Division of Plant Science
Plant Germplasm Enhancement

The research field "Plant Germplasm Enhancement" is stationed in the Food Research Education and Research Center (hereinafter referred to as the Center). The Center is a field-oriented institution located in the central area of the Banshu Plains in Kasai City (approximately 60 km west of the Rokko-dai campus) and has 40 ha of land area. The Center features real-scale agricultural production carried out as a base for educational and research activities. Our research themes include exploring the origin and evolution of cultivated plants particularly of Japanese pear and rice, and investigating gene function and expression of useful agronomic traits for future breeding.

Diverse collections of wild pears (right, Japanese pear cultivars)

To whom detailed information is needed.

Pear research (Dr. H. Katayama)

‘Iwate-yamanashi’ (Pyrus ussuriensis var. aromatica) is one of the Pyrus species grown in the wild and is now endangered in Japan. The origin of the Japanese pear (P. pyrifolia) is uncertain but it has been suggested that ‘Iwate-yamanashi’ is the possible progenitor of the modern Japanese pear. Its population size has been decreasing and therefore, conservation is urgently needed. A set of 650 trees including ‘Iwate-yamanashi’ have been conserved as a wild core pear germplasm collection at the Center. Population genetics approaches using morphological traits and DNA markers (simple sequence repeat markers and chloroplast DNA markers) revealed a wide range of genetic diversity inPyrus species. This diversity is caused, not only by high heterogeneity in ‘Iwate-yamanashi’ itself, but also by the coexistence of ‘Iwate-yamanashi’, P. pyrifolia and their hybrid progeny in the collected areas. Current interests are focused on the selection and evaluation of unutilized ‘Iwate-yamanashi’ and their derivatives, some of which produce fruits with desirable agronomical traits, e.g. certain aroma, acids and/or sugars.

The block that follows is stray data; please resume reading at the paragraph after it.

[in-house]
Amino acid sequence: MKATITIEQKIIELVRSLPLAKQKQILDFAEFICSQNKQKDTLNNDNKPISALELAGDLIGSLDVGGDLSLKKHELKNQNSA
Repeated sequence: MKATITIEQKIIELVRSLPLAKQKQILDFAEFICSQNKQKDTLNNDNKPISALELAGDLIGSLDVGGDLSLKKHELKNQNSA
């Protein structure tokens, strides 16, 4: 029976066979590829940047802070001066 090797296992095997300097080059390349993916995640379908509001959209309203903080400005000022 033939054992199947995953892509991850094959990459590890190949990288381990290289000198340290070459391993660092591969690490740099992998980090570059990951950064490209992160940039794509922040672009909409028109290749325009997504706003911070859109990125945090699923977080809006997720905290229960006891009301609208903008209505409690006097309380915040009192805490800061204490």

Rice research (Dr. M. Yamasaki)

Based on the genetic/phenotypic diversity among Asian rice (Oryza sativa) accessions/varieties cultivated in the world and their crossed populations, recent researches have been focused on,

  1. identification of genes and quantitative trait loci (QTLs) for agronomic traits (e.g. heading date, plant height and biotic resistance),
  2. identification of genes explaining phenotypic variation by genetic/QTL and linkage disequilibrium/association analysis,
  3. development and improvement of the methodology to detect genes/QTLs efficiently,
  4. study of Asian rice by population genetics approach, and
  5. development of a series of chromosomal segment substitution lines and near isogenic lines for valuable genes/QTLs by marker-assisted selection. As in the case in maize (Zea mays), results obtained by these research and rice plant materials developed are expected to contribute to future breeding of rice.

Primula sieboldii (Primrose) and Radish research (Dr. Y. Yoshida)

Primula sieboldii is a perennial clonal herb that is widely distributed in Japan, but in danger of extinction in the wild. The extent of genetic diversity that is maintained among and within remnant wild populations plays a key role in understanding the adaptive evolution of a species in response to fluctuating environments. Such knowledge can therefore support the conservation of endangered species. Our research contributes for long-term existence of wild populations in their native habitat.
Furthermore, we also attempt to understand the genetic mechanism generating diversity in root shape in radish. There are high-diversity of root shape in radish in Japan, as various cultivars and landraces have been cultivated for many years.

Food Resources Education and Research Center